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Modern Family is one of the most successful television shows on the air right now, having won a slew of awards and bringing individual stars like Sofia Vergara into the Hollywood spotlight. The future of the show, however, is now in question, as the stars and 20th Century Fox cannot come to an agreement on – what else – salaries.
The cast members of the show – Julie Bowen, Ty Burrell, Jessi Tyler Ferguson, Eric Stonestreet, Sofia Vergara, and Ed O’Neil – have been unable to come to new contract agreement with Fox, so they have taken the network to the Los Angeles Superior Court. The cast is being represented by litigator Jeff McFarland.
The mentioned cast members are requested to have their contacts voided, claiming the contracts violate the California labor code that states personal service contracts lasting more than seven years cannot be enforced. They want the contract renegotiated in order to increase salary, which is actually quite common between the 3rd and 4th seasons of hit television shows. Usually by that point, it’s obvious if the show is doing well and will continue to do well for several more seasons. This realization allows the cast to start demanding more money.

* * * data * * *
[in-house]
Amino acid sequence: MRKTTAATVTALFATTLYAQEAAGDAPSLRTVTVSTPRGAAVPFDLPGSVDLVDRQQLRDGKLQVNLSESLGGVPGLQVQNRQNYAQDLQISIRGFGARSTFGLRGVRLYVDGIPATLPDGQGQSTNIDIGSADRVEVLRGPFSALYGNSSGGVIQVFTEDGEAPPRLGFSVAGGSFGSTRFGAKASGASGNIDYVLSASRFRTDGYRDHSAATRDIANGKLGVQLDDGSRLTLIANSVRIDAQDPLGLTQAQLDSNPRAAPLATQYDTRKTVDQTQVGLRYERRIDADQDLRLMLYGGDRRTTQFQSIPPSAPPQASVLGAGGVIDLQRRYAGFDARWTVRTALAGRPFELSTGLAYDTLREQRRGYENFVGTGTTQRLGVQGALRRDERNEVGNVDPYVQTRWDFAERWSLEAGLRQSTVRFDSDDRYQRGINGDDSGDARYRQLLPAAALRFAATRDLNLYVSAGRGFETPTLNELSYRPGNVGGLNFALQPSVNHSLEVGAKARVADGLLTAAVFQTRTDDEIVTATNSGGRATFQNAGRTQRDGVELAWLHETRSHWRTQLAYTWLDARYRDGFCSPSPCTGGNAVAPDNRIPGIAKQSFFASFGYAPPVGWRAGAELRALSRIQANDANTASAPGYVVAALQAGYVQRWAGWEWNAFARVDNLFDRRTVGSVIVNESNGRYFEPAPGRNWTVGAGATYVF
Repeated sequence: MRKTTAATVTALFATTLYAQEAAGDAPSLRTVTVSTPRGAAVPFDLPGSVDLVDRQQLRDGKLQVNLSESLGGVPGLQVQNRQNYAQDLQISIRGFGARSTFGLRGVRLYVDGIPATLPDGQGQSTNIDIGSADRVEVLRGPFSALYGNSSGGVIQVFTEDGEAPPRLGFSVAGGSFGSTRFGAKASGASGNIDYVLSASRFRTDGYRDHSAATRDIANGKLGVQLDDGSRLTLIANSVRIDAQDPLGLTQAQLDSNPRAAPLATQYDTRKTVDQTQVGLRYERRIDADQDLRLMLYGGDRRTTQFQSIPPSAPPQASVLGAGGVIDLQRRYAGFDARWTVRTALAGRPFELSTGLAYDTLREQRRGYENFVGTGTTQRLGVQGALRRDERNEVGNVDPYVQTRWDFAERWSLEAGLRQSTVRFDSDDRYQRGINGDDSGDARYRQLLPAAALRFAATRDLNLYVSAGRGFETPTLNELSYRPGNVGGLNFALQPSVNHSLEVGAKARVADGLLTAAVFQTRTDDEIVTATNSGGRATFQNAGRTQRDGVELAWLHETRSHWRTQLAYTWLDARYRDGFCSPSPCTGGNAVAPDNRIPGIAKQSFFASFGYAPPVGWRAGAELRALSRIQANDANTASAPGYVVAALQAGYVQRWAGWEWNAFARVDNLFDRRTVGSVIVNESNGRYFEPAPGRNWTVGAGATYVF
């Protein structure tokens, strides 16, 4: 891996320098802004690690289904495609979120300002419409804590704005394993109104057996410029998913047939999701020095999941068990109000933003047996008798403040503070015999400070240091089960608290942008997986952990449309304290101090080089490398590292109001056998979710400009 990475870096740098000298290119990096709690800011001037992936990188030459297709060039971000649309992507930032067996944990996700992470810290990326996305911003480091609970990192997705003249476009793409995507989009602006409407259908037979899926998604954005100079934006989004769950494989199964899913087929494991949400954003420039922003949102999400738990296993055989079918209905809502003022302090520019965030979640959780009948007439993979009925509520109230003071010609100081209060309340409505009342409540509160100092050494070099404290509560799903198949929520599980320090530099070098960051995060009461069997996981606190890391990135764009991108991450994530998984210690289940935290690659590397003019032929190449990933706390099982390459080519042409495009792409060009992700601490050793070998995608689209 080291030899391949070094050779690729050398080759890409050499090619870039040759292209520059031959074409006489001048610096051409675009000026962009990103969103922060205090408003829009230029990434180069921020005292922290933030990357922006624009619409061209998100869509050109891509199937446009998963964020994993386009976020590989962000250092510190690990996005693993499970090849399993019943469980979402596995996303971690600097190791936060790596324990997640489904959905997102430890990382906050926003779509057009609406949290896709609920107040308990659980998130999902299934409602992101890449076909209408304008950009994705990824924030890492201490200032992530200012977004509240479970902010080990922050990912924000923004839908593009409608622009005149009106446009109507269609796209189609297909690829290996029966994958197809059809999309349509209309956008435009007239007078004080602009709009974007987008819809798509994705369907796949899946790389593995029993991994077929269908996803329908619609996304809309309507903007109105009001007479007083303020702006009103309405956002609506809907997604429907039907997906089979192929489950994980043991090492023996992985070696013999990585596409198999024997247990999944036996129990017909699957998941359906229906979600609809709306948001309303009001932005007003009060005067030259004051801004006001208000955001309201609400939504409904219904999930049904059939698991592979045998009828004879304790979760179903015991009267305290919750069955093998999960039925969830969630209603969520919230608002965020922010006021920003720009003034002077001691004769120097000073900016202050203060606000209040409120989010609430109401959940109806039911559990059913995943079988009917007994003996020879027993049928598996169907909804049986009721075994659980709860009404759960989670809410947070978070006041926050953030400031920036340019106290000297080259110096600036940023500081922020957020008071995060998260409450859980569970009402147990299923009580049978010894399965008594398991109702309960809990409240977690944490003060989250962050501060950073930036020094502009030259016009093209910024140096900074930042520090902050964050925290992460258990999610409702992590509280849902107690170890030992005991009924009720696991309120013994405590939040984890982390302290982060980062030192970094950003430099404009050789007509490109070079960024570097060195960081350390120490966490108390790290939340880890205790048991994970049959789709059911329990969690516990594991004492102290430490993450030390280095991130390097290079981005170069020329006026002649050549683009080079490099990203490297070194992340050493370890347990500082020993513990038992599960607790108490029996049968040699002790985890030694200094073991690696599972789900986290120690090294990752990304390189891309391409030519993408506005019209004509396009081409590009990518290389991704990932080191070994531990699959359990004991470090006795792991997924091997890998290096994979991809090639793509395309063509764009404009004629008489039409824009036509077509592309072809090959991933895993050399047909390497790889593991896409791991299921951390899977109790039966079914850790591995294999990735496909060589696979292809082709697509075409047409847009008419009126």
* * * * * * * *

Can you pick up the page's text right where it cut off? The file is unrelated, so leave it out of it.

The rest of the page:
The most recent salary offer rejected by the cast consisted of $150,000 per person per episode. For comparison, the leading cast minus O’Neill (who is paid more than the others in a separate contract) reportedly made $65,000 per episode in the last season. O’Neill made $105,000 per episode.
Modern Family, a mockumentary that follows three very different families, has already won an Emmy Award and the Golden Globe Award for Best Television Series – Musical or Comedy. Stonestreet, Burrell, and Bowen have each won an Emmy for Outstanding Supporting Actor/Actress in a Comedy Series. Vergara was also just named by Forbes the highest-earning actress in television, earning $19 million in the past year, due to a combination of her Modern Family salary and her Kmart clothing line and various endorsements for major companies like Cover Girl, Diet Pepsi, and State Farm.
The most recently rejected contract offer would have paid each cast member $150,000 per episode plus a $50,000 per episode bonus for season four; $200,000 per episode for season five; $225,000 for season 6; and up to $325,000 for an anticipated season nine. It has been reported that the cast is asking for more than double this offer if the show makes it to seasons eight and nine.
Thus far, the table reading for season four, which was scheduled for July 25, has been delayed until the contract negotiations are settled.